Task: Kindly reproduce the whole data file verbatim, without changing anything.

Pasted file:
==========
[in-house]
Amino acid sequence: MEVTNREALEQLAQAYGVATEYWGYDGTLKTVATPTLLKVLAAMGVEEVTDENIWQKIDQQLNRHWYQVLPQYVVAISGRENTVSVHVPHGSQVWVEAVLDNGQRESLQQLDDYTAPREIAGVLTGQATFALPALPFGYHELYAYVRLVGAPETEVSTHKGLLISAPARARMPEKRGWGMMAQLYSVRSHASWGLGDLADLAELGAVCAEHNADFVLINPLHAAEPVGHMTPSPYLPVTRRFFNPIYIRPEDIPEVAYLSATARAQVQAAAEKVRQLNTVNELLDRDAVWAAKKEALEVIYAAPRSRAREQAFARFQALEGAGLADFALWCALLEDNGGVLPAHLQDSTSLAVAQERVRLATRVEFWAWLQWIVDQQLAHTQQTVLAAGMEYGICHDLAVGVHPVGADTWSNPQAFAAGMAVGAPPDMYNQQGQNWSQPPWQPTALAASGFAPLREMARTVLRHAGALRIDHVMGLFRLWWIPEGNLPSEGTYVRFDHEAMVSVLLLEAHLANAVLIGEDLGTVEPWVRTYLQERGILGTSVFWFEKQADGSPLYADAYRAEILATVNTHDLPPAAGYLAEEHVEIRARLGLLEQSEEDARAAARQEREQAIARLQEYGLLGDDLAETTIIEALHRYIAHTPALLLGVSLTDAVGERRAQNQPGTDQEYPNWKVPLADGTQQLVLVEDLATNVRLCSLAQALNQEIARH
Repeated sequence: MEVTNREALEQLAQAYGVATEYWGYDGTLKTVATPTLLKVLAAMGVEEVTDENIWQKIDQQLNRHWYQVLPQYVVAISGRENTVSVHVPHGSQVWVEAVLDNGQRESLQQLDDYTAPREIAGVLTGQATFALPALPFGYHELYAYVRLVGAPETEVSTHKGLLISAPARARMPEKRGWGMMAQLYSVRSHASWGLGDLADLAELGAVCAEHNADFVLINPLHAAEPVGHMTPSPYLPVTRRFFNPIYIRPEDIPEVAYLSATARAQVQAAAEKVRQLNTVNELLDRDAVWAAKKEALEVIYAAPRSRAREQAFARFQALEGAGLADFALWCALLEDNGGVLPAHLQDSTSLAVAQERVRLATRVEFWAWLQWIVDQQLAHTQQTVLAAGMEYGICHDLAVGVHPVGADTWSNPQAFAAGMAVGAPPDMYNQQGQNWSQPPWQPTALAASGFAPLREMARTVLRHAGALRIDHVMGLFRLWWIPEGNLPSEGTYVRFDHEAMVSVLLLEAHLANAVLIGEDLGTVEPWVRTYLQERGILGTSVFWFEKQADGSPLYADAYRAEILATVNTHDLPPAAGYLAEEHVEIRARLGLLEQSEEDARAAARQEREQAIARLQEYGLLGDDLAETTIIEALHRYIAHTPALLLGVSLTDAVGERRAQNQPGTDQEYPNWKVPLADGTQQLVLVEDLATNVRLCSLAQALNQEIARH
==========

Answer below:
[in-house]
Amino acid sequence: MEVTNREALEQLAQAYGVATEYWGYDGTLKTVATPTLLKVLAAMGVEEVTDENIWQKIDQQLNRHWYQVLPQYVVAISGRENTVSVHVPHGSQVWVEAVLDNGQRESLQQLDDYTAPREIAGVLTGQATFALPALPFGYHELYAYVRLVGAPETEVSTHKGLLISAPARARMPEKRGWGMMAQLYSVRSHASWGLGDLADLAELGAVCAEHNADFVLINPLHAAEPVGHMTPSPYLPVTRRFFNPIYIRPEDIPEVAYLSATARAQVQAAAEKVRQLNTVNELLDRDAVWAAKKEALEVIYAAPRSRAREQAFARFQALEGAGLADFALWCALLEDNGGVLPAHLQDSTSLAVAQERVRLATRVEFWAWLQWIVDQQLAHTQQTVLAAGMEYGICHDLAVGVHPVGADTWSNPQAFAAGMAVGAPPDMYNQQGQNWSQPPWQPTALAASGFAPLREMARTVLRHAGALRIDHVMGLFRLWWIPEGNLPSEGTYVRFDHEAMVSVLLLEAHLANAVLIGEDLGTVEPWVRTYLQERGILGTSVFWFEKQADGSPLYADAYRAEILATVNTHDLPPAAGYLAEEHVEIRARLGLLEQSEEDARAAARQEREQAIARLQEYGLLGDDLAETTIIEALHRYIAHTPALLLGVSLTDAVGERRAQNQPGTDQEYPNWKVPLADGTQQLVLVEDLATNVRLCSLAQALNQEIARH
Repeated sequence: MEVTNREALEQLAQAYGVATEYWGYDGTLKTVATPTLLKVLAAMGVEEVTDENIWQKIDQQLNRHWYQVLPQYVVAISGRENTVSVHVPHGSQVWVEAVLDNGQRESLQQLDDYTAPREIAGVLTGQATFALPALPFGYHELYAYVRLVGAPETEVSTHKGLLISAPARARMPEKRGWGMMAQLYSVRSHASWGLGDLADLAELGAVCAEHNADFVLINPLHAAEPVGHMTPSPYLPVTRRFFNPIYIRPEDIPEVAYLSATARAQVQAAAEKVRQLNTVNELLDRDAVWAAKKEALEVIYAAPRSRAREQAFARFQALEGAGLADFALWCALLEDNGGVLPAHLQDSTSLAVAQERVRLATRVEFWAWLQWIVDQQLAHTQQTVLAAGMEYGICHDLAVGVHPVGADTWSNPQAFAAGMAVGAPPDMYNQQGQNWSQPPWQPTALAASGFAPLREMARTVLRHAGALRIDHVMGLFRLWWIPEGNLPSEGTYVRFDHEAMVSVLLLEAHLANAVLIGEDLGTVEPWVRTYLQERGILGTSVFWFEKQADGSPLYADAYRAEILATVNTHDLPPAAGYLAEEHVEIRARLGLLEQSEEDARAAARQEREQAIARLQEYGLLGDDLAETTIIEALHRYIAHTPALLLGVSLTDAVGERRAQNQPGTDQEYPNWKVPLADGTQQLVLVEDLATNVRLCSLAQALNQEIARH